• Risk how likely the research could fail? Reduced
    with significant feasibility studies and risk
    management in the research development process
  • Cost how high effort investment would be needed?
    sometimes being able to be reduced with using
    tools and infrastructures available to us.

Choose Research Problem/Idea cont.
  • Competitive advantages
  • what is it that your group has that places you at
    an advantage with respect to others -- a
    particular tool, a particular technique, some
    colleagues, an insight, etc.
  • secret weapon
  • Underlying assumptions and principles
  • core values that drive your research agenda in
    some broad way
  • how do you choose what to pursue?
  • can be problem-driven or solution-driven

Contributed by David Notkin
Communication Skills
  • Technical writing
  • Avoid lacking of logical thinking, ex.
  • Use before define, define without explanation
  • No strong causal/transition relationships between
  • Countering careless mistakes
  • Use spell check (or style check in MS Word)
  • Customize style-check with historical issue
  • Ask for peer review before submitting to your
  • Learn from patterns and anti-patterns

Advice on Writing Research Papers http//people.e Com
mon Technical Writing Issues http//people.engr.n Tools
and Tips for Writing Papers http//
Communication Skills cont.
  • Oral communication
  • Presentation skills
  • Effective meeting with advisor (be prepared)
  • Bring in an agenda (discussion items listed)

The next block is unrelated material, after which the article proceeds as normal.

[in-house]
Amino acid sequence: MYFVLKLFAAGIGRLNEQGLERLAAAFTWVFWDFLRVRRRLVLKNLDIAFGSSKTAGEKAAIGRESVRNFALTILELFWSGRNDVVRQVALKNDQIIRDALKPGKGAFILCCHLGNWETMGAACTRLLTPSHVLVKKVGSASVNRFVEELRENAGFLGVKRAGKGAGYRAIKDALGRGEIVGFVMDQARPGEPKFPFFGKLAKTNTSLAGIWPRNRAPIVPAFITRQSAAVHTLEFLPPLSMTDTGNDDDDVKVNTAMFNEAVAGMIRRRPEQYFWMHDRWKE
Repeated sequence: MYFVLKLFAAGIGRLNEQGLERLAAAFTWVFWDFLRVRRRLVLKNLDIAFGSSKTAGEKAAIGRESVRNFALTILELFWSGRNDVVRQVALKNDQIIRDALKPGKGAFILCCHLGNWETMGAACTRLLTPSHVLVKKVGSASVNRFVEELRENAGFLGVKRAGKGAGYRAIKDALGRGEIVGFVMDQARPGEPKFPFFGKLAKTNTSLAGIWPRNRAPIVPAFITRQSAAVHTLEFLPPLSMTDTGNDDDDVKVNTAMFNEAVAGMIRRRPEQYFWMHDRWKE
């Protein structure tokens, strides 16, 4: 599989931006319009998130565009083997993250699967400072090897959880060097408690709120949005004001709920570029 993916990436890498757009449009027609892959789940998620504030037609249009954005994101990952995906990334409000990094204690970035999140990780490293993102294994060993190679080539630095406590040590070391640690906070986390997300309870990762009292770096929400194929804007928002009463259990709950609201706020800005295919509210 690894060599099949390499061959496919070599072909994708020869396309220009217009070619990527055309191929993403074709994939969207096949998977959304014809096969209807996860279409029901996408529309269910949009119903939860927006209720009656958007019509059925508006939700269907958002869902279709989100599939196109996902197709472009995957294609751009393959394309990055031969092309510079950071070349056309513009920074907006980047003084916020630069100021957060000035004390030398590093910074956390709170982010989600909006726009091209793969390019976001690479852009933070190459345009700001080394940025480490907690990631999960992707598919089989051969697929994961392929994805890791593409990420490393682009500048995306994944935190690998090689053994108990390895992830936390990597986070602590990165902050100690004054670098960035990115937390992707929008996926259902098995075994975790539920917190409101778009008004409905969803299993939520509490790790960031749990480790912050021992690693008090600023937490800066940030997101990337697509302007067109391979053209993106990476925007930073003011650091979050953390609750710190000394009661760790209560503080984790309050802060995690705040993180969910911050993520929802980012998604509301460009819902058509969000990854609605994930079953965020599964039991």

• Prepare backup discussion items in case you still
    have time in your allocated time
  • Use written materials to help oral communication
  • 5-mins elevator talk
  • Most students would start with low-level details
    of their research, forgetting about the
    motivation, problem domain
  • Lose the big picture due to being too familiar or
    excited about the solutions
  • Dont address why do I care? how can you
    convince me that your work is useful?

Learning Skills
  • Traditional learning skills
  • Be mindful and learn from your successful and
    failing experience
  • After you finish doing something, you shall be
    able to abstract and summarize your lessons
    learned and convey to others your tips
  • Studying for a course, preparing for your GRE,
    applying for grad schools, contacting professors
    during application, getting started in a new
    research area, working with your advisor, writing
    high-quality papers, preparing for job interviews
    and applying for jobs, negotiating your hiring
    packages, writing funding proposals, increasing
    visibility in community,
  • Opportunities are visible to only people who keep
    their eyes wide open and think proactively

  • Self-directed and motivated
  • Problem solving skills
  • Engineering skills
  • Innovation skills
  • Communication skills
  • Learning skills

Welcome additional skills that you feel important
but are not described here! Let me know!
What next?
  • Now you know what skills are important
  • Next you need to think about improving these
    skills in your professional and personal
  • Not an easy task but you shall try and try hard
  • Browse my advice collections at
  • http//
  • My research group/research web at
  • https//
  • We always look for motivated students/researchers
    to collaborate with